Glomus Jugulare TumorA glomus jugulare tumor is a tumor in the skull. The area of the skull affected by this type of tumor is called the jugular foramen on the te...
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A glomus jugulare tumor is a tumor in the skull. The area of the skull affected by this type of tumor is called the jugular foramen on the temporal bone. These tumors are nearly always benign (noncancerous), but their presence alone can cause hearing loss, problems with swallowing, and facial paralysis. Imaging tests can be used to confirm the presence of a glomus jugulare tumor; treatment involves surgical removal. After surgery, radiation therapy may be necessary to fully remove the tumor. Although the tumor is not likely to be cancerous, it is important to remove it in most patients because of the physical problems it can cause.
Glomus tumors are a group of tumors that develop in glomus cells and tissues. Glomus cells are specialized cells that are found in some blood vessels, as well as along nerves. They act to detect changes in the bloodstream, such as the presence of a certain chemical or a change in temperature. They can also respond to changes by releasing hormones.
Glomus tumors can form anywhere there are glomus cells. The jugular foramen region of the temporal bone in the skull contains many nerve bundles with glomus cells. Tumors that arise in this area are called glomus jugulare tumors. They form at the top of the jugular vein. This is the vein that takes blood from the brain back to the heart.
Glomus tumors, although not often cancerous, can grow extensively and may spread throughout the inside of nerves, along veins and arteries, and inside the ear and the Eustachian tube, which is the connection between the ear and the nose.
Because this type of tumor originates in the skull, just below the middle ear, symptoms related to the ear are common. These can include:
- hearing loss, partial or complete
- a ringing or pulsing sound
- ear pain
If the tumor is large enough and grows towards the face or neck, it can cause other symptoms when it compresses the associated nerves:
- weakness in facial muscles
- facial paralysis
- difficulty swallowing
- drooping shoulders
- tongue weakness
In a small percentage of glomus jugulare tumors, the mass may produce hormones and cause another set of symptoms:
- high blood pressure
- rapid heart rate
The causes of glomus jugulare tumor formation are not entirely understood, but genetic factors are suspected. These are thought to be acquired mutations that cause the tumors, rather than hereditary genes. This means that mutations causing the tumors are acquired during a person’s lifetime and are not passed on from one generation to the next.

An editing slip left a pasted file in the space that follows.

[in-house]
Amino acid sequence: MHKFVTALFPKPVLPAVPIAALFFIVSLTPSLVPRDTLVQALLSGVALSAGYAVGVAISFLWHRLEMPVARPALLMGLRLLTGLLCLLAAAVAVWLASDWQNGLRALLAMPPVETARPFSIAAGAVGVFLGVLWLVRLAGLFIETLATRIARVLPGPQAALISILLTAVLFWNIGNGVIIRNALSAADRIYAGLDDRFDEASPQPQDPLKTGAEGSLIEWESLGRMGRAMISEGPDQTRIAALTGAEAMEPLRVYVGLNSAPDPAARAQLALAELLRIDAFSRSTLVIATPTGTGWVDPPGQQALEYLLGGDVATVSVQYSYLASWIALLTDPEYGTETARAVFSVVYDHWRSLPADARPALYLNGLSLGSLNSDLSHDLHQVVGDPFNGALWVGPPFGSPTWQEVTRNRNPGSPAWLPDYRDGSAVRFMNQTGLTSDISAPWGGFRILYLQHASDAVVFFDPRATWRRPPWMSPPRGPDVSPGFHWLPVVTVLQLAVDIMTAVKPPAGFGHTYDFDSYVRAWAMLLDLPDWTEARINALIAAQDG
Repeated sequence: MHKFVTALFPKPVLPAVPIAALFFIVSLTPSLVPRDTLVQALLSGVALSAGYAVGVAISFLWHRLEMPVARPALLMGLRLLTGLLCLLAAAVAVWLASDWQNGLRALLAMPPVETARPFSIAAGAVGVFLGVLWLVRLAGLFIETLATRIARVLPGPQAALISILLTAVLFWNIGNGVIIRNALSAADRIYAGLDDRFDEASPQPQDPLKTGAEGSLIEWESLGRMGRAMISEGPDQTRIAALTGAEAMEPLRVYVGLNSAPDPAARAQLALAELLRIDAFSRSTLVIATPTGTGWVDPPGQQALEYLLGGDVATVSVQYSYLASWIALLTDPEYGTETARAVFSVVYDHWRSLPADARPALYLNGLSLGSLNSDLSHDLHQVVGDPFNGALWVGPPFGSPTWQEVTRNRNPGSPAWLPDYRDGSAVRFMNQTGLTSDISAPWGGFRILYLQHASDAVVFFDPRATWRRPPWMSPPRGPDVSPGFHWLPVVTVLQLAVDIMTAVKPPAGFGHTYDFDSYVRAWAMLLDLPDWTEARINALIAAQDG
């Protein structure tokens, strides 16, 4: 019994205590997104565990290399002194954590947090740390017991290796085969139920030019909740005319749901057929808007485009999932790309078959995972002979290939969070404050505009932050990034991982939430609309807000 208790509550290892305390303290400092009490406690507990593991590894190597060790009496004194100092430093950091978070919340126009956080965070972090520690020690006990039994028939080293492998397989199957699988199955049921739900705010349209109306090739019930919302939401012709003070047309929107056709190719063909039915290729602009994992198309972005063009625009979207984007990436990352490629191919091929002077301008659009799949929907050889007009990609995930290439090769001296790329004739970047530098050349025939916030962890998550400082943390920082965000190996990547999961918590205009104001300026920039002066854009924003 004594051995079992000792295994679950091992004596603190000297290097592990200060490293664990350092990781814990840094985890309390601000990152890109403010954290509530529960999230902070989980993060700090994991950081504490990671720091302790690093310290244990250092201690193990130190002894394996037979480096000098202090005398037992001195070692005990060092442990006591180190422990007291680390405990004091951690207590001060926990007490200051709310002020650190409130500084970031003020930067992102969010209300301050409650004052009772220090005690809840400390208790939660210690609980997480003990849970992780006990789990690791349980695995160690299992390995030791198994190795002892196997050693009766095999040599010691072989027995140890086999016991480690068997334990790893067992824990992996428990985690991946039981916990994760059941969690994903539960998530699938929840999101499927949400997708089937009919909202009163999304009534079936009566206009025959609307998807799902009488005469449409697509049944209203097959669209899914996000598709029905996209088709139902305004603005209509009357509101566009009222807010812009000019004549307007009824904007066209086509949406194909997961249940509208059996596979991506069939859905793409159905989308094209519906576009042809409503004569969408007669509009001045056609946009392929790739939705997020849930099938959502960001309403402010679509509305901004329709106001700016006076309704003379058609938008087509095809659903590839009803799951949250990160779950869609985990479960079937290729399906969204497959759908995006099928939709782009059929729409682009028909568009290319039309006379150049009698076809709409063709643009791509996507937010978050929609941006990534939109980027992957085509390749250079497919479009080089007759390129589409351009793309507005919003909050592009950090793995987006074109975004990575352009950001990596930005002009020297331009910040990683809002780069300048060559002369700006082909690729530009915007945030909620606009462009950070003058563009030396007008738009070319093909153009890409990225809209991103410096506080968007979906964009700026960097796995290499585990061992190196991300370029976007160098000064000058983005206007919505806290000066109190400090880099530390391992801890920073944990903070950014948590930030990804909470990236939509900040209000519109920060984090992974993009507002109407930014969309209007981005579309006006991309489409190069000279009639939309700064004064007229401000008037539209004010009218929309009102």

Glomus jugulare tumors form more often in women than in men, and in the elderly. They can, however, form in anyone at any age.
A physical examination is the first step towards diagnosing a glomus jugulare tumor. The symptoms, as well as an examination of the ear and throat area, can indicate that a tumor may be present. There may be a lump on the neck, and the tumor may even be visible inside the ear.
To confirm the presence of a glomus jugulare tumor, a doctor needs to perform an imaging test, such as a computed tomography (CT) scan or magnetic resonance imaging (MRI). Either test can give a doctor a detailed image of the area in question and confirm or deny the presence of a tumor.
The only real treatment for a glomus jugulare tumor is surgery. Even if a tumor is small and not causing severe symptoms, it may need to be removed. If it is not removed, it will continue to grow slowly and cause more problems as it gets bigger. There are a few different options for surgery.
Complete Surgical Removal
Using traditional neurosurgical techniques, a glomus jugulare tumor may be completely removed. The process is difficult because there are so many nerves in the area, but if the tumor can be taken out without damaging any nerves, no other treatment is needed.
Stereotactic Radio Surgery
Not technically surgery, this type of treatment involves the use of X-rays aimed at the tumor to destroy the abnormal tissue. Unlike traditional radiation therapy, this technique is more targeted and less likely to harm normal tissue.
Surgery Followed by Radiation Therapy
In some cases, traditional surgery to remove most of the tumor is combined with follow-up radiation. The radiation targets the remains of the tumor that could not be physically removed by the surgeon.
The sooner the tumor is removed, the better the patient’s chances are at a full recovery. A smaller, less extensive tumor is easier to remove. When it has invaded blood vessels and nerves, it becomes more difficult to remove. In spite of the complex nature of surgery to remove this type of tumor, most people are cured following one or more procedures. In some cases, the tumor may return, which means that more surgery is required.
Edited by: Elizabeth Renter
Medically Reviewed by: George Krucik, MD
Published: Jun 28, 2012
Last Updated: Oct 9, 2013
Published By: Healthline Networks, Inc.
- Glomus jugulare tumor. (n.d.). National Library of Medicine – National Health Institutes. Retrieved on June 27, 2012, from http://www.nlm.nih.gov/medlineplus/ency/article/001634.htm
- Glomus Tumors. (n.d.) American Hearing Research Foundation. Retrieved on June 27, 2012, from http://american-hearing.org/disorders/glomus-tumors/
- Glomus Tumors. (n.d.). University of Pittsburgh Medical Center. Retrieved on June 27, 2012, from http://brainsurgery.upmc.com/conditions-and-treatments/glomus-tumor.aspx